Smaller horses or ponies with atypical myopathy seem to have a poorer prognosis than larger or heavier animals. It's thought this is because bigger animals suffer less muscle damage relative to the amount of muscle they have.


"It's the luck of the draw as to which type of muscle is affected - skeletal, cardiac or respiratory - and it's preferable for it to be the skeletal muscles - they're easier to flush out and are better able to recover," says Gil.


Nursing or palliative care is important for recovery from atypical myopathy, as is early diagnosis. The mortality rate of around 70% can be lowered to 50% with the right treatment, but it's key to catch cases early.


Protect  him


The simplest way guard against atypical myopathy is to keep your horse away from sycamore seeds, so learn to identify sycamore trees and fence off any in or around your fields. You also have to be vigilant over any surrounding grazing as the shape of the seeds means they can fly a distance from the tree. If you have sycamores near your grazing, regularly inspect it carefully and pick up any seeds.


Supplying your horse with extra forage such as hay or haylage should curb his hunger and deter him from munching on any seeds that remain in his field. Having fewer horses in each field also reduces pressure on the grazing, and reducing the amount of time your horse is out for can also be a safeguard.


If you have any concerns about your horse and suspect atypical myopathy, speak to your vet soon rather than later.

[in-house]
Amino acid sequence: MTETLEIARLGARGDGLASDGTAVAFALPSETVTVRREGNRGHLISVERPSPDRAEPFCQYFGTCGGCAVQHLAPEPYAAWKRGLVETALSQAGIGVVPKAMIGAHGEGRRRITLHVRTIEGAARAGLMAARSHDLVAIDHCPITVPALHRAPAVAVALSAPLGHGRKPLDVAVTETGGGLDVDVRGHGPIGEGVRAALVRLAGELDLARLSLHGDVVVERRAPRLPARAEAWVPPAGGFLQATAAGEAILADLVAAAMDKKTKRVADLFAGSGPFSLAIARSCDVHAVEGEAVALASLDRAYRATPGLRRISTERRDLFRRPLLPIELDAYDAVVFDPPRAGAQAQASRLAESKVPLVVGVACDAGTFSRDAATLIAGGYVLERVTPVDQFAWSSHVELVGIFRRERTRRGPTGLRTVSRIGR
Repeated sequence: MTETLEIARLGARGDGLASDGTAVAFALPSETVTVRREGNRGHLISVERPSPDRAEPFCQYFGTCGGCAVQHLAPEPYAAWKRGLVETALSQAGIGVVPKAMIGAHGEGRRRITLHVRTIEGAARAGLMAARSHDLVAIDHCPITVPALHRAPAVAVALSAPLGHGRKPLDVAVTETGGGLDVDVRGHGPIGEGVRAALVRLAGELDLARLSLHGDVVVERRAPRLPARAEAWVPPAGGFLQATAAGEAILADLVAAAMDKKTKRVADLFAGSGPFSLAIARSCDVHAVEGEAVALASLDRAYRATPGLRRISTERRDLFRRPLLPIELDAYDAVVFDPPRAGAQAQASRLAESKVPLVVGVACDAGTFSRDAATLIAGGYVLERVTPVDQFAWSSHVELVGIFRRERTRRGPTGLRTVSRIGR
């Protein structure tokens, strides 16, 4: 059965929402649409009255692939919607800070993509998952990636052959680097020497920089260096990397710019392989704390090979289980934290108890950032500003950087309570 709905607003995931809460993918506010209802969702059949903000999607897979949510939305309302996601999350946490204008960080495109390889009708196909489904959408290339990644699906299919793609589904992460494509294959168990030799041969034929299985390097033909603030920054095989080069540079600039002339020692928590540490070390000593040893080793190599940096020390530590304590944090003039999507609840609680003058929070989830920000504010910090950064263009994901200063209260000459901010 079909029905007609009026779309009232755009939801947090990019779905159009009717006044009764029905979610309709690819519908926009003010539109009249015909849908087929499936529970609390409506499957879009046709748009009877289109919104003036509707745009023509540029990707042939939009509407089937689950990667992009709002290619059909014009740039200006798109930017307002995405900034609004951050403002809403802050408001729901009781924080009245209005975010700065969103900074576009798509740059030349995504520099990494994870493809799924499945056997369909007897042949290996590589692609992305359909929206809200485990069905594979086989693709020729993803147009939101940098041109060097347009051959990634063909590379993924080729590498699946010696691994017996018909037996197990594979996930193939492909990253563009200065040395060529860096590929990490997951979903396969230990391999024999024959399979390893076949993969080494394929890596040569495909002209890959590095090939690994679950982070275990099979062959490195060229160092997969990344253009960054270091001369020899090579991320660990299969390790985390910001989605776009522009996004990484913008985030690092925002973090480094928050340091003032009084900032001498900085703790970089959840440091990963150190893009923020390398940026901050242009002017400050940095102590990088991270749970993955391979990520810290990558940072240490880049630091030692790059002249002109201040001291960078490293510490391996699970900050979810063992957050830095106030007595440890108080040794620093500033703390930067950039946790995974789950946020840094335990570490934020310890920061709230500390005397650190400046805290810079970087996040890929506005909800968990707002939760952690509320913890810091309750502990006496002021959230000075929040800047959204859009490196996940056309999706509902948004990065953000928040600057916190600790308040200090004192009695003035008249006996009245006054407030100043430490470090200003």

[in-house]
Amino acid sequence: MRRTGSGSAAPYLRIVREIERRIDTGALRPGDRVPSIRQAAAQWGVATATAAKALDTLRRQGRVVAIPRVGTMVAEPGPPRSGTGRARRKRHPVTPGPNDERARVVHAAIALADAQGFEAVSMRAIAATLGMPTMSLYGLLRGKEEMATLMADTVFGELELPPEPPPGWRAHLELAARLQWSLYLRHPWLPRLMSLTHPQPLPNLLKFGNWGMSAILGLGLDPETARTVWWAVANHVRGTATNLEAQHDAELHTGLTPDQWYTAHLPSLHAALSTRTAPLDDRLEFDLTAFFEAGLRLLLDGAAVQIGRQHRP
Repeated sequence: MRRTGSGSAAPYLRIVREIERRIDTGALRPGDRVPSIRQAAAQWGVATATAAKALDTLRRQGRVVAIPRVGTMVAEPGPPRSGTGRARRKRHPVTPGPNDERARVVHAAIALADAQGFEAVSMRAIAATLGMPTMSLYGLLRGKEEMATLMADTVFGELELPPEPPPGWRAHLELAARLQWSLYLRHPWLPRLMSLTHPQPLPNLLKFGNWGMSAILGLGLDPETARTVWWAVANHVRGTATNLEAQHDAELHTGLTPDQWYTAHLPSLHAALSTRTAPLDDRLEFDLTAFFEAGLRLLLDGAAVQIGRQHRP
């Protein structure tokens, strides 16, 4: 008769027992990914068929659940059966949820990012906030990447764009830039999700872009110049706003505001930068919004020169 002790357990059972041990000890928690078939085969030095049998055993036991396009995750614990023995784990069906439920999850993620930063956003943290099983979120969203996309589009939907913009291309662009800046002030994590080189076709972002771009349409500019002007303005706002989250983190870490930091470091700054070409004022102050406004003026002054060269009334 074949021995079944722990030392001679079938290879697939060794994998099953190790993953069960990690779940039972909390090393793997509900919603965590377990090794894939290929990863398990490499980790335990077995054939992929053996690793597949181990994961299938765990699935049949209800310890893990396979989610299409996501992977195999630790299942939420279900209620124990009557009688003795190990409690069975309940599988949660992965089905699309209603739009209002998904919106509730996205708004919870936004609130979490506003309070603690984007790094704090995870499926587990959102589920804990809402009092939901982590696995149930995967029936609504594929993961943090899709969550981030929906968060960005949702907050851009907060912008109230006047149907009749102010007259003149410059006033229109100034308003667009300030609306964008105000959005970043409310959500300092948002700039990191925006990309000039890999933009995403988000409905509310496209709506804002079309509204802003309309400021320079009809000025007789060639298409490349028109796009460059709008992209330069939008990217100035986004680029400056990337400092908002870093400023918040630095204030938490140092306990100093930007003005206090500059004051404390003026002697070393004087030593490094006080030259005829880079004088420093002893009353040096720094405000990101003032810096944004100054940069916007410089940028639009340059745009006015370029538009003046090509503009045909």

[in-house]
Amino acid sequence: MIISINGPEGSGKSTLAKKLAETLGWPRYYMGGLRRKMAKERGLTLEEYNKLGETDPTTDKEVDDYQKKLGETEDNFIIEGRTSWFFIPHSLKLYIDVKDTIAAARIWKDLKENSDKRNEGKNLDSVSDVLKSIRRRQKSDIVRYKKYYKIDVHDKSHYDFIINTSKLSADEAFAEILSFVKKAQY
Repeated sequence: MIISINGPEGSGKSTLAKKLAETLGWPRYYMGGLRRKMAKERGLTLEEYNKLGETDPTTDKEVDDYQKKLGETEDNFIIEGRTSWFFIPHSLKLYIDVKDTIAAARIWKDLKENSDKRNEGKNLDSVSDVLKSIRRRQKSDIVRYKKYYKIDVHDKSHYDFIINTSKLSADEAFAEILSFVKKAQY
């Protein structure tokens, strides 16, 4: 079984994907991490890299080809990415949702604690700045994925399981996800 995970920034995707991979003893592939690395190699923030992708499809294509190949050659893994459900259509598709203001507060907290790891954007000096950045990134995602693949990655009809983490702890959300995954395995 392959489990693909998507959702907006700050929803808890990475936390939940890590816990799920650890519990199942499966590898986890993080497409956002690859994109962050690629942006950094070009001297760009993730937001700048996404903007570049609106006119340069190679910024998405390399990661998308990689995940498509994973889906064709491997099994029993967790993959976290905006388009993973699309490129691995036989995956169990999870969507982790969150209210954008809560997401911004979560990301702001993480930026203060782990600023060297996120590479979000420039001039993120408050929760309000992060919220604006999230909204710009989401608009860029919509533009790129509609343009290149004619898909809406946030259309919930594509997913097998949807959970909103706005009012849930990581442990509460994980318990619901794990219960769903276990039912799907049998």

NOW  IF  I  HAD  ANY  SYCAMORE  TREES  NEARBY  I'D  CUT  THEM  DOWN,  I'D  JUST  GET  RID  OF  THEM  PERIOD…..THE  VERY  BEST  WAY  TO  MAKE   SURE  YOUR  HORSE/S  DOES  NOT  GET  THIS  DISEASE  -  Keith Hunt



"It happened to me"


Your Horse reader and horse owner Shirley Wakadia lost her beloved Dartmoor Hill Pony, Ishtar, to this awful condition in November. Here she shares her advice with fellow horse owners as she hopes to prevent more horses succumbing to this devastating disease.


"I was poo picking in the field as normal at about 7am when I saw Ishtar lying down," says Shirley. "1 thought he was just having a lie-in but as I got close, I could see his eyes were glazed over. My immediate thought was that he was dead, but he managed to get up and walk over to the fence -I could see it was really hard for him. When the vet arrived he took blood and urine samples and the disease was confirmed. Due to the irreversible damage to his kidneys, Ishtar was put to sleep. 'This disease is becoming so prevalent at the moment, my advice for other horse owners out there is look for these helicopter seeds - scour your whole field and not just around the area of the offending tree. They're so commonplace that you don't realize they're there, but when you know what you're looking for they become easier to spot. If possible, move your horse to another field and remove the risk entirely - it's just not worth it. I felt like my world had ended when it happened as there was so much I wanted to do with Ishtar. It's the sort of thing that you think will never happen to you but I've learned the hard way that it does. I hope in some way I can help make sure this awful experience doesn't happen to anybody else." 


www.yourhorse.go.uk

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THE  SYCAMORE  TREE  GROWS  IN  PARTS  OF  NORTH  AMERICA…..MAKE  SURE  YOUR  HORSES  ARE  NOT  CLOSE  TO  THIS  TREE  -  Keith Hunt